There has been a trend in landscape architecture to measure the success of a project using research and quantified data. However, to Christine Ten Eyck, founding principal of Ten Eyck Landscape Architects (TELA), evaluating the success of a project extends beyond quantifiable metrics and measurable outcomes. Ten Eyck defines successful projects as places designed with “soul” – those that people connect to on a deeper, more meaningful level. Soul – the inspiration, feeling, emotion, passion, spirit and energy of place – is that added sense of surprise and delight that brings meaning to a space. When you design a landscape with soul, every detail has a purpose and the use of texture, vegetation, and water form a dialog between beauty and functionality. During her presentation at the Land8x8 Lightning Talks in Austin, TX, Ten Eyck reflected on those projects throughout her career that evoke soul.
From private residences to public parks to university campuses, TELA has a vast portfolio, tied together through a sensitivity to place. Based in Austin, Texas since 2007, and previously in Phoenix, Arizona, their projects respond to local context, celebrate native ecologies, promote water conservation, and utilize local materials to create enriching, high-performance landscapes that address pressing global issues such as drought, climate mitigation, and aging infrastructure. Through place-based landscape architecture, Ten Eyck strives not only to address these complex, locally-specific environmental challenges, but also to create places that connect people with their surroundings, foster human healing, and, of course, evoke soul.
Steele Indian School Park is a 72-acre public park in central Phoenix that leverages the site’s somber yet sacred history to create a historically-immersive urban park experience. Formerly the Phoenix Indian School, a boarding school founded in 1891 as part of the federal “assimilation” policy that sought to re-educate and culturally assimilate Native American children, the park design honors the site’s Native American history while celebrating its contemporary context. Originally used to suppress their tribal traditions and identities, the site now celebrates the individuality of the Indian identity, educating visitors on the rich history of the region.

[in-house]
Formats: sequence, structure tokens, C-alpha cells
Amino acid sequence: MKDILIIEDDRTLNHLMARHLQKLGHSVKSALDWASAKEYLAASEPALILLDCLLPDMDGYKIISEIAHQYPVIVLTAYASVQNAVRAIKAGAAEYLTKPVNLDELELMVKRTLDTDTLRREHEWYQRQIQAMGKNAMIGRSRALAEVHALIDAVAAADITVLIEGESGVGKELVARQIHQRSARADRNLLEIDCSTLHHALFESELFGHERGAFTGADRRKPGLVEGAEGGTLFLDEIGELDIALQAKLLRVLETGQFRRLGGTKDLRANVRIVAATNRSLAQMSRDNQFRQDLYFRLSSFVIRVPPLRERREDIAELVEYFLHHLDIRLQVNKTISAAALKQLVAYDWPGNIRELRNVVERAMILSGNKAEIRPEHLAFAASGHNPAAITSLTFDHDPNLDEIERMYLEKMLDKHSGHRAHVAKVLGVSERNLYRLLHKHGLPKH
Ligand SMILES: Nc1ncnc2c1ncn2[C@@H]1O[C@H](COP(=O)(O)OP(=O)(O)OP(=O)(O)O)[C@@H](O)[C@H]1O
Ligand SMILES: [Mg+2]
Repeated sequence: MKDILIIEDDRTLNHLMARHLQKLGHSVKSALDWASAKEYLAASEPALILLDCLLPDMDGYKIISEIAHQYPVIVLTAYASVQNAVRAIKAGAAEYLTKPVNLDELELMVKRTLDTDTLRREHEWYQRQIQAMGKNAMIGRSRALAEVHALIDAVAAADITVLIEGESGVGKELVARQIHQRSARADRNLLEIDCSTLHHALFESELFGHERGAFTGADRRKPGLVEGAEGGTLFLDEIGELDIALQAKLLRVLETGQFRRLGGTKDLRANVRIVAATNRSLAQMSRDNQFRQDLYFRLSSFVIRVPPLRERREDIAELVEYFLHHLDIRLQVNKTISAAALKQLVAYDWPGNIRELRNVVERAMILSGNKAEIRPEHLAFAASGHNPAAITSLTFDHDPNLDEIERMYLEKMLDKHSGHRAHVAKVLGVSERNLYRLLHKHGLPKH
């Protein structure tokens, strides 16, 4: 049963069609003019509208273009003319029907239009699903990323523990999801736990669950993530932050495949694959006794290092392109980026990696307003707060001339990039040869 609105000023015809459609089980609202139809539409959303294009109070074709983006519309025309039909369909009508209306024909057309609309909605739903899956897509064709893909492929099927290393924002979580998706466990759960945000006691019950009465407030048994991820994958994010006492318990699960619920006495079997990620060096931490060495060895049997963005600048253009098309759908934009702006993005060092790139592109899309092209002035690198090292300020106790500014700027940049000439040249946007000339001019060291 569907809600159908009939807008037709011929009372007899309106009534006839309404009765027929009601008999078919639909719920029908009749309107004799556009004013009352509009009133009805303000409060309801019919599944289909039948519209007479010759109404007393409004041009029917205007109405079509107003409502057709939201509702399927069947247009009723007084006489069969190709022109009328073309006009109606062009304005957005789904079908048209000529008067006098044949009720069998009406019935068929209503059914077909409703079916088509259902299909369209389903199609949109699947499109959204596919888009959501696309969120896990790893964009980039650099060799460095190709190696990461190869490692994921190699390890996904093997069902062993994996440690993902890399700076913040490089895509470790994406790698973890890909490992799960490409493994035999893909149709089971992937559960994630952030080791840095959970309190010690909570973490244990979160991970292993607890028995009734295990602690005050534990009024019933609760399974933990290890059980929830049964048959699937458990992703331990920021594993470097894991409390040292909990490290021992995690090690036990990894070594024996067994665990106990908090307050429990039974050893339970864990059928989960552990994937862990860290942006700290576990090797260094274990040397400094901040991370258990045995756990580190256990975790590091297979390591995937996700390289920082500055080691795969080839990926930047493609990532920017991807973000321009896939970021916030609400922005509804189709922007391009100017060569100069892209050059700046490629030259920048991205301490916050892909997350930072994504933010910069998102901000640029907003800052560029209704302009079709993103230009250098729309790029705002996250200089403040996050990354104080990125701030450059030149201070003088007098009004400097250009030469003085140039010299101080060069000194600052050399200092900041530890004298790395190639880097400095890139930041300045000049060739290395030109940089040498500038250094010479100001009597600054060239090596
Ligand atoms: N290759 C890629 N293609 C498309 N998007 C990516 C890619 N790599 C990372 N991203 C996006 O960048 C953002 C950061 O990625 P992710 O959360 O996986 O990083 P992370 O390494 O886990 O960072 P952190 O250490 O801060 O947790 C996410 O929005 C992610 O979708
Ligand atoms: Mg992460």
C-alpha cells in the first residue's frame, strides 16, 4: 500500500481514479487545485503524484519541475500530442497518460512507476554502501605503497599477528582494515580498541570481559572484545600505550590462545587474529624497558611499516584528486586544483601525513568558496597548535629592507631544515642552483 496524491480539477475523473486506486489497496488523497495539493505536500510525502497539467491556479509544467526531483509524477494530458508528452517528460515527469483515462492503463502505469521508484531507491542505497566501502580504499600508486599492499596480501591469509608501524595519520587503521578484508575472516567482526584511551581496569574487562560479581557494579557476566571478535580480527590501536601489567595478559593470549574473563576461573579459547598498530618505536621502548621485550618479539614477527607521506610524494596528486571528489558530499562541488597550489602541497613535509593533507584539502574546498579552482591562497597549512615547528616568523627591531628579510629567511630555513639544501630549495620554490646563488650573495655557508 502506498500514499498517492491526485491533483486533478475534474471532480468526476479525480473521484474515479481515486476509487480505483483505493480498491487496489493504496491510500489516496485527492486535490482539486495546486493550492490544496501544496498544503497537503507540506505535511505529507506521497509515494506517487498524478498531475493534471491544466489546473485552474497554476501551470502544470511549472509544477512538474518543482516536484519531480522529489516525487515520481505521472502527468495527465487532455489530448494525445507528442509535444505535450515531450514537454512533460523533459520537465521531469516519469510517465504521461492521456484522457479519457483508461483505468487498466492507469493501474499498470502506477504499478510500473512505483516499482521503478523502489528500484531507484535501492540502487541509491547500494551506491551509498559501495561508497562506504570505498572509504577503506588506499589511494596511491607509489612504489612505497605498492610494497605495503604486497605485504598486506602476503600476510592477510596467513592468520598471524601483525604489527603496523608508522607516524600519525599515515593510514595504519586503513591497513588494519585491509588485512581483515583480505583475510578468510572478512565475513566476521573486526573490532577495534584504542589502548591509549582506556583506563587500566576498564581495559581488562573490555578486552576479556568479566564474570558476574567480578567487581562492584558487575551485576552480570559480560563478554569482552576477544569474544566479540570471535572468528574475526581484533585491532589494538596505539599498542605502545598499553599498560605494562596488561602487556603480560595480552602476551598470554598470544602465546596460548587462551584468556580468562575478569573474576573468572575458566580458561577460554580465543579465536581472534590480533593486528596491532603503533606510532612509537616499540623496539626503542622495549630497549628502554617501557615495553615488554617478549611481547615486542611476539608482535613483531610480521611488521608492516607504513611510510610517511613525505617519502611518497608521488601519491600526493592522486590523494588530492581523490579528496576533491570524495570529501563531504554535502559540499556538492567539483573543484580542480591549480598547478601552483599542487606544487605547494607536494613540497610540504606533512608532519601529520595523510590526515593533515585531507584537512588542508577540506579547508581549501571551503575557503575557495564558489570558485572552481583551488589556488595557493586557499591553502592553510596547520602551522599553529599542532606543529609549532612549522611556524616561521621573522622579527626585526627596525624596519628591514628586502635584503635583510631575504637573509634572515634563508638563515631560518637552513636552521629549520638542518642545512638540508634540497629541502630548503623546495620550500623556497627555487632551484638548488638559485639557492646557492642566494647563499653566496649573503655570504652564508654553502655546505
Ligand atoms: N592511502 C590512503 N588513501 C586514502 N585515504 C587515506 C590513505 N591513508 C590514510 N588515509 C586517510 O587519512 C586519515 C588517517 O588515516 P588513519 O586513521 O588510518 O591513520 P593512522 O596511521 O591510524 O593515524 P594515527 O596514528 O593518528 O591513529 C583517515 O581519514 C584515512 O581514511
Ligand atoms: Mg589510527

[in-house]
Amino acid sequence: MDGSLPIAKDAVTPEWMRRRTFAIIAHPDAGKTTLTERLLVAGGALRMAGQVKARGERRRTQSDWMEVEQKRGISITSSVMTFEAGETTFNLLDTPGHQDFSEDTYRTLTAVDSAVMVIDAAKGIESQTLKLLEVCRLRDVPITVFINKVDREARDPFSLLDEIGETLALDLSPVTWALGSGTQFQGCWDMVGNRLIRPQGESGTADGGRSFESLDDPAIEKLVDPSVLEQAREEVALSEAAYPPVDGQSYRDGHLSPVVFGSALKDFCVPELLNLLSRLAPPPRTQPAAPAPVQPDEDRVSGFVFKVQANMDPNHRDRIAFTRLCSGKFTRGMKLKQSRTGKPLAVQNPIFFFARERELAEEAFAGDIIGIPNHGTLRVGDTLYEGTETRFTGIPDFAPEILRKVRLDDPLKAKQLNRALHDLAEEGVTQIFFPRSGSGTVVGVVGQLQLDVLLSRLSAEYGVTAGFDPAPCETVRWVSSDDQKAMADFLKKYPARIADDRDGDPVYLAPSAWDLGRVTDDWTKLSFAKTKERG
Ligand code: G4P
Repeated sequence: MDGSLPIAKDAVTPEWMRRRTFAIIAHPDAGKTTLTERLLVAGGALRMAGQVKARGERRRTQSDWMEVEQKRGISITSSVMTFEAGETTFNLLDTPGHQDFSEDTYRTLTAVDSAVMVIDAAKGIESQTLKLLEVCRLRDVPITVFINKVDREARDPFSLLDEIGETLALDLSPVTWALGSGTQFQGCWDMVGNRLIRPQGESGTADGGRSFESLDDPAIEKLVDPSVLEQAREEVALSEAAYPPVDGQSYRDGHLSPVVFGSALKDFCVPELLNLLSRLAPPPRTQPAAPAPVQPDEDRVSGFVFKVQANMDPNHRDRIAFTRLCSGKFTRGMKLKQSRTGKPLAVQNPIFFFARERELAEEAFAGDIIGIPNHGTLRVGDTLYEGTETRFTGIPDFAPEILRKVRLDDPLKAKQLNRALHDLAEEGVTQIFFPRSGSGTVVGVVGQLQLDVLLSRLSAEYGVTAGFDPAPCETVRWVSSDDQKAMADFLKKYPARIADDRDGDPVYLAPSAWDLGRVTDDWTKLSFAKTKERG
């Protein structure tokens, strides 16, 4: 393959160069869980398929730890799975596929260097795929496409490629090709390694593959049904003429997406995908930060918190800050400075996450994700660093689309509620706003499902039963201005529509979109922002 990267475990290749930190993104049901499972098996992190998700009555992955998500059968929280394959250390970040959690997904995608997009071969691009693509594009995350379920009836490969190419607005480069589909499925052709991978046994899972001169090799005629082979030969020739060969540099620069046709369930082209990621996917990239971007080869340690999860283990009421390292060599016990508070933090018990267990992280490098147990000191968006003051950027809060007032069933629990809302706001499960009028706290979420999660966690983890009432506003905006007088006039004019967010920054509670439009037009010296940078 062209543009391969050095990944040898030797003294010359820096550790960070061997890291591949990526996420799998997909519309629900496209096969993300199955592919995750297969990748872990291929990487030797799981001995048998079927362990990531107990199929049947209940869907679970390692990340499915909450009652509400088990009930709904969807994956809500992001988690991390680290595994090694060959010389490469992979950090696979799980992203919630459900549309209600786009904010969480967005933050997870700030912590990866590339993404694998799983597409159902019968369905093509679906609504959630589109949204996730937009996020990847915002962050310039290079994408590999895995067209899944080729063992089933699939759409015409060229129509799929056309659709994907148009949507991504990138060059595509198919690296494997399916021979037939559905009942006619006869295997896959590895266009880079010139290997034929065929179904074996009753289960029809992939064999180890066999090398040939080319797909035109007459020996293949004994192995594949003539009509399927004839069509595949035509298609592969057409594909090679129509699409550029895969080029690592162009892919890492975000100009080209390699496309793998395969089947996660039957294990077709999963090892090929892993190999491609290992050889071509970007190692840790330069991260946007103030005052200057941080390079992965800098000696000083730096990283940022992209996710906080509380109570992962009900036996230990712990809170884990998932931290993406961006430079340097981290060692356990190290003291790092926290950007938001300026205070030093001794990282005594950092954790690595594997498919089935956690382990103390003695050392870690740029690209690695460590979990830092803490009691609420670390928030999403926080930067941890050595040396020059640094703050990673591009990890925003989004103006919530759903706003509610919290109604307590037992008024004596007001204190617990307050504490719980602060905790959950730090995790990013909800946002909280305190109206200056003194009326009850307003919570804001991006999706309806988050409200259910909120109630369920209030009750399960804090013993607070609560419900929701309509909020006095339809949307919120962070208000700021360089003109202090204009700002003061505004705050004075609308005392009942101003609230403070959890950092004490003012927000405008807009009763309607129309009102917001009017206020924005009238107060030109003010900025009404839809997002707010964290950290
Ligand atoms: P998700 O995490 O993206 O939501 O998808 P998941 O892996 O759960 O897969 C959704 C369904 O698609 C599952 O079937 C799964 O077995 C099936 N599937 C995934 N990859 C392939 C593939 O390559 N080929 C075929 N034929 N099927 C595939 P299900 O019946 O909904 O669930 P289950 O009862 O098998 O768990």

Many of the design elements reflect Native American concepts of life, earth, and the universe. The park design includes an extensive network of paths, gardens, amphitheaters, lawns and recreation fields, and a series of interconnected water features that recall Phoenix’s history as the ‘City of Gardens’. Featuring a sunken spiraling walkway, the 15-acre Entry Garden – made of recycled concrete slabs from the paths on which Native American schoolchildren once walked – serves as an entry monument and modern-day labyrinth meant for contemplation and meditation. Visitors can decompress as they gradually descend, surrounded by the beauty of native desert plants adorning the path, until they meet the central water cistern. Etched into the concrete around the cistern is a Native American poem that explains the design theme of the park – one of several poems inscribed throughout the garden. On a recent visit, Ten Eyck witnessed a Native American family blessing their newborn child in the cistern, a tribute to the project’s successful attempt to reclaim the space for Native American celebration and tradition.
Ten Eyck hopes to have the same success at Downtown Austin’s Kingsbury Commons, a 12-acre revitalization project that aims to catalyze the redevelopment of one of the city’s oldest public parks, Pease Park. Kingsbury Commons will be a new gateway to Pease Park, serving as a welcoming front door to the residents of this rapidly growing city. As the recreational heart and cultural soul of Pease Park, Kingsbury Commons will celebrate the park’s rich history and existing natural features, while integrating fresh, new elements to position the park for a sustainable future.
Winding throughout Kingsbury Commons will be a low limestone ribbon wall, winding throughout the entire lower seven-acres of the park at varying heights, acting at times as a wall, seat, step, gateway, and interpretive element. Through community outreach, the design team sought input on the history, environment, and geology of the parkland and then coupled it with input from scientists, historians, and other local experts to create the language for the interpretative ribbon. Throughout the ribbon, text and prints will tell the story of Pease Park, forming personal connections to the significant stories and meanings inherent in the space. By folding this interpretive element into the natural environment, TELA aims to preserve and enhance the naturalistic feel of the park, while instilling a deep community connection that inspires future generations.